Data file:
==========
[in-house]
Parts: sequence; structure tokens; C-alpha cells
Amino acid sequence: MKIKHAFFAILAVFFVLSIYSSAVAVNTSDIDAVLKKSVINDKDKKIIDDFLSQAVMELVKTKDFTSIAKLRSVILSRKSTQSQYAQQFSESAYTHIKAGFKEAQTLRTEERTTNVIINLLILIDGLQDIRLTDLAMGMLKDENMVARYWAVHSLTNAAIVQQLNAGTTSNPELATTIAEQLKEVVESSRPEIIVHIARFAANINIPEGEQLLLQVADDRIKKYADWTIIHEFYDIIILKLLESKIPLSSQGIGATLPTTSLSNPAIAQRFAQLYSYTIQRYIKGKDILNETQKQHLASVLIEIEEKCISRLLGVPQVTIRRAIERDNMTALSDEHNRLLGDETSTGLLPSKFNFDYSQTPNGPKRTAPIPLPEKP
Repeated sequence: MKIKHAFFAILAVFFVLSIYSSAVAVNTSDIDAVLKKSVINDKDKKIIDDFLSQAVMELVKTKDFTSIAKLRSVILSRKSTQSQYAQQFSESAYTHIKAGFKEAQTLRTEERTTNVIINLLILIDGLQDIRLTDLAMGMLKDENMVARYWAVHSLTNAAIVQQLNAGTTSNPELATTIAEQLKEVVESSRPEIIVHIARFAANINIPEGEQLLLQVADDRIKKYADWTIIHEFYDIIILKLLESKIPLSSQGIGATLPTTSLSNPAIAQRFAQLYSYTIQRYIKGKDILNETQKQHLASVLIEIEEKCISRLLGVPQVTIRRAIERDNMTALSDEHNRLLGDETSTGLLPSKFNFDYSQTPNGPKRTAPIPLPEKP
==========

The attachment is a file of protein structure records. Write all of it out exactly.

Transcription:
[in-house]
Parts: sequence; structure tokens; C-alpha cells
Amino acid sequence: MKIKHAFFAILAVFFVLSIYSSAVAVNTSDIDAVLKKSVINDKDKKIIDDFLSQAVMELVKTKDFTSIAKLRSVILSRKSTQSQYAQQFSESAYTHIKAGFKEAQTLRTEERTTNVIINLLILIDGLQDIRLTDLAMGMLKDENMVARYWAVHSLTNAAIVQQLNAGTTSNPELATTIAEQLKEVVESSRPEIIVHIARFAANINIPEGEQLLLQVADDRIKKYADWTIIHEFYDIIILKLLESKIPLSSQGIGATLPTTSLSNPAIAQRFAQLYSYTIQRYIKGKDILNETQKQHLASVLIEIEEKCISRLLGVPQVTIRRAIERDNMTALSDEHNRLLGDETSTGLLPSKFNFDYSQTPNGPKRTAPIPLPEKP
Repeated sequence: MKIKHAFFAILAVFFVLSIYSSAVAVNTSDIDAVLKKSVINDKDKKIIDDFLSQAVMELVKTKDFTSIAKLRSVILSRKSTQSQYAQQFSESAYTHIKAGFKEAQTLRTEERTTNVIINLLILIDGLQDIRLTDLAMGMLKDENMVARYWAVHSLTNAAIVQQLNAGTTSNPELATTIAEQLKEVVESSRPEIIVHIARFAANINIPEGEQLLLQVADDRIKKYADWTIIHEFYDIIILKLLESKIPLSSQGIGATLPTTSLSNPAIAQRFAQLYSYTIQRYIKGKDILNETQKQHLASVLIEIEEKCISRLLGVPQVTIRRAIERDNMTALSDEHNRLLGDETSTGLLPSKFNFDYSQTPNGPKRTAPIPLPEKP